Your Sticky Situations--Solved!

Need some emotional rescue? These tips from top bridal coaches can help smooth your way to the altar.

your sticky situations-solved!

Your mom, your sister or your best friend may be your closest confidante, but she may not always be the one who can give you the best advice for handling wedding-planning dilemmas. In fact, she may even be creating a few of your headaches—or simply may not be interested in listening to your planning woes! For this reason, some brides today are turning to bridal, or wedding, coaches for help in navigating what is often an emotionally bumpy road on the way to the big day. These coaches will work with an engaged woman to help her overcome stress and put wedding planning into proper perspective. "As your wedding plans unfold, you start dealing with conflicting egos, in-laws and too many cooks in your kitchen," says Jeri Kadison, a New York City-based bridal coach. "You may find yourself feeling anxious, tired and self-doubting."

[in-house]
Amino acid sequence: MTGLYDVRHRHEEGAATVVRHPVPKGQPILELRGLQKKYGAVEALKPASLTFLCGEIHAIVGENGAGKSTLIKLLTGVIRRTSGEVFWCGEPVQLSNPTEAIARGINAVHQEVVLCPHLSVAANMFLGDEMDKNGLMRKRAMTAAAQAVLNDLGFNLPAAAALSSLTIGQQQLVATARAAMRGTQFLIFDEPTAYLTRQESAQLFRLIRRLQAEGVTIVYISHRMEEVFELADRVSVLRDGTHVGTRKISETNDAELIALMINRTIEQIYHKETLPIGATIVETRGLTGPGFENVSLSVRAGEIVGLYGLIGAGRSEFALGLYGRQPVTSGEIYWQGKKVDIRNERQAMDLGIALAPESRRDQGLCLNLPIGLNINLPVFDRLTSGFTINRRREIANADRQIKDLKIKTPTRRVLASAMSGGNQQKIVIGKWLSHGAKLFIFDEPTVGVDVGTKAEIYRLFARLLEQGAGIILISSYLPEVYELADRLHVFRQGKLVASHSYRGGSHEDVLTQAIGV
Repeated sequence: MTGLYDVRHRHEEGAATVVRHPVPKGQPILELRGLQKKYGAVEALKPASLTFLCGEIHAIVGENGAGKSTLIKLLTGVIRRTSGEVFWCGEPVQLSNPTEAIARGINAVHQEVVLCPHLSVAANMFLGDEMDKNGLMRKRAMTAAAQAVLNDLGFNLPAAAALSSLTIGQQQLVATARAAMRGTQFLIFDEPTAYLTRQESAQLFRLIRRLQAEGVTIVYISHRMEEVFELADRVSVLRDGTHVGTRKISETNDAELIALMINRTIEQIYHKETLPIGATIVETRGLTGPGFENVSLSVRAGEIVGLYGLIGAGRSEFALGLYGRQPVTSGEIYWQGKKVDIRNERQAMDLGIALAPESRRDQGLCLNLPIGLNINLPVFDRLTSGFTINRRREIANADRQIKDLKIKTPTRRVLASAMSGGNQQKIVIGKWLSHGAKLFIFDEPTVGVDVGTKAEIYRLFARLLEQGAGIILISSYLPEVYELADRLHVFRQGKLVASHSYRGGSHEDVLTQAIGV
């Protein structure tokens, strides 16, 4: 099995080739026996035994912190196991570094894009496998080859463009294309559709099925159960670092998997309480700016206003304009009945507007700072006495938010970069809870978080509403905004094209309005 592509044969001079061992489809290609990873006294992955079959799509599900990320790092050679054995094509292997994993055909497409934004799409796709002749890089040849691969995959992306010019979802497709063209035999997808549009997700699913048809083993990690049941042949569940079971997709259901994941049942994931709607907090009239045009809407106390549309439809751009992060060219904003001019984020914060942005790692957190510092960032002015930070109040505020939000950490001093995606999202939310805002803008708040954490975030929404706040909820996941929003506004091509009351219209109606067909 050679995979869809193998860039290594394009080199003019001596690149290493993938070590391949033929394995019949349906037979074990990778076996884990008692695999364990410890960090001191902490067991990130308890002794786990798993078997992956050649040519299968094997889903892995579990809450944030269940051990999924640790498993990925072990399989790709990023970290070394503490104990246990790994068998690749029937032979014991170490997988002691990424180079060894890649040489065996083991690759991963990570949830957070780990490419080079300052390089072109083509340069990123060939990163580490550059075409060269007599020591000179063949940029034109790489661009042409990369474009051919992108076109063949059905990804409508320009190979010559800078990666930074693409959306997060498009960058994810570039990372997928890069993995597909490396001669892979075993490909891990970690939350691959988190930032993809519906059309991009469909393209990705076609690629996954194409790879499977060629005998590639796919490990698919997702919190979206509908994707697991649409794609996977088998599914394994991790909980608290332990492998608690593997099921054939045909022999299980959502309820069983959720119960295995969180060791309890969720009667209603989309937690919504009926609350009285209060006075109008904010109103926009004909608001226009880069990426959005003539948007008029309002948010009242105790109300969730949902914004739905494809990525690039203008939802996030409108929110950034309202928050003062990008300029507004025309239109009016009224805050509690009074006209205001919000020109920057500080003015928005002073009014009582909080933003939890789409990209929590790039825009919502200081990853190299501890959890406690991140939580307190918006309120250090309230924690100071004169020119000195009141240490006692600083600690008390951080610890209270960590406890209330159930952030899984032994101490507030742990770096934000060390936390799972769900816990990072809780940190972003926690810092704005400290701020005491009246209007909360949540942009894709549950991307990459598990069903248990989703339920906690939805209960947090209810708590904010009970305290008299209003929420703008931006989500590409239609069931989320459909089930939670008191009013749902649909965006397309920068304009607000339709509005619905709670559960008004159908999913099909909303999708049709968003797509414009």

Sound familiar? To help you deal with some typical emotional obstacles, here's advice from top wedding coaches.

Problem: "At first I was so excited about planning my wedding. But as the day gets closer, I've started to feel stressed out and overwhelmed. I love my fiancé, but sometimes I even fantasize about calling off the wedding! What's going on?"

Solution: Sounds like a case of pre-wedding jitters. At the beginning of the process, a bride may be so preoccupied with the details of planning that she forgets she's making one of the most momentous decisions of her life. Then it hits her. "It isn't necessarily a sense of doubt about the man you're marrying, but about the choice you've made to get married," says Rev. Laurie Sue Brockway, an interfaith minister and cofacilitator of the Bridal Survival Club in New York City. Rev. Brockway believes that you need to be able to name your fears. She suggests brides ask themselves: Am I afraid my fiancé's not the right guy for me, or am I scared of the way my life will change after I'm married?

"If a bride tells me, ‘I love this guy and feel in my heart he's the right person, but I'm so afraid I'm going to lose my independence,' I can work with her on constructive ways to look at and overcome that fear," Rev. Brockway says. It helps to know that many engaged women share this concern, and that usually they find ways to blend their personal autonomy with their new role as a wife.